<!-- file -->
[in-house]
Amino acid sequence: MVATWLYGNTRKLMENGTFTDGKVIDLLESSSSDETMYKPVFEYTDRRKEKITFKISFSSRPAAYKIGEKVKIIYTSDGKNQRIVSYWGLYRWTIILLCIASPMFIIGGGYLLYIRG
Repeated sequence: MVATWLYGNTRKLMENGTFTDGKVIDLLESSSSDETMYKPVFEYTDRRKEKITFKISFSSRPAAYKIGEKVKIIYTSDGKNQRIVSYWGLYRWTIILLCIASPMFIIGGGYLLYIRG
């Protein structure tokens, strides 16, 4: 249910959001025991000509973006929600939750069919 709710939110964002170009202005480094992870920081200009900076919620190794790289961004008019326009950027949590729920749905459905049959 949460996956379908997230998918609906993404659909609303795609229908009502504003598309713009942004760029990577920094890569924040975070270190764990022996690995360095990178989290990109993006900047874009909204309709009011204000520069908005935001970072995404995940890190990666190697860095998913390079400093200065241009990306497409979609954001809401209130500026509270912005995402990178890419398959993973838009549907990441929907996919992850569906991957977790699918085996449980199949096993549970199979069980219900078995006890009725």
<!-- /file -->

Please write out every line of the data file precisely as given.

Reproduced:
[in-house]
Amino acid sequence: MVATWLYGNTRKLMENGTFTDGKVIDLLESSSSDETMYKPVFEYTDRRKEKITFKISFSSRPAAYKIGEKVKIIYTSDGKNQRIVSYWGLYRWTIILLCIASPMFIIGGGYLLYIRG
Repeated sequence: MVATWLYGNTRKLMENGTFTDGKVIDLLESSSSDETMYKPVFEYTDRRKEKITFKISFSSRPAAYKIGEKVKIIYTSDGKNQRIVSYWGLYRWTIILLCIASPMFIIGGGYLLYIRG
């Protein structure tokens, strides 16, 4: 249910959001025991000509973006929600939750069919 709710939110964002170009202005480094992870920081200009900076919620190794790289961004008019326009950027949590729920749905459905049959 949460996956379908997230998918609906993404659909609303795609229908009502504003598309713009942004760029990577920094890569924040975070270190764990022996690995360095990178989290990109993006900047874009909204309709009011204000520069908005935001970072995404995940890190990666190697860095998913390079400093200065241009990306497409979609954001809401209130500026509270912005995402990178890419398959993973838009549907990441929907996919992850569906991957977790699918085996449980199949096993549970199979069980219900078995006890009725």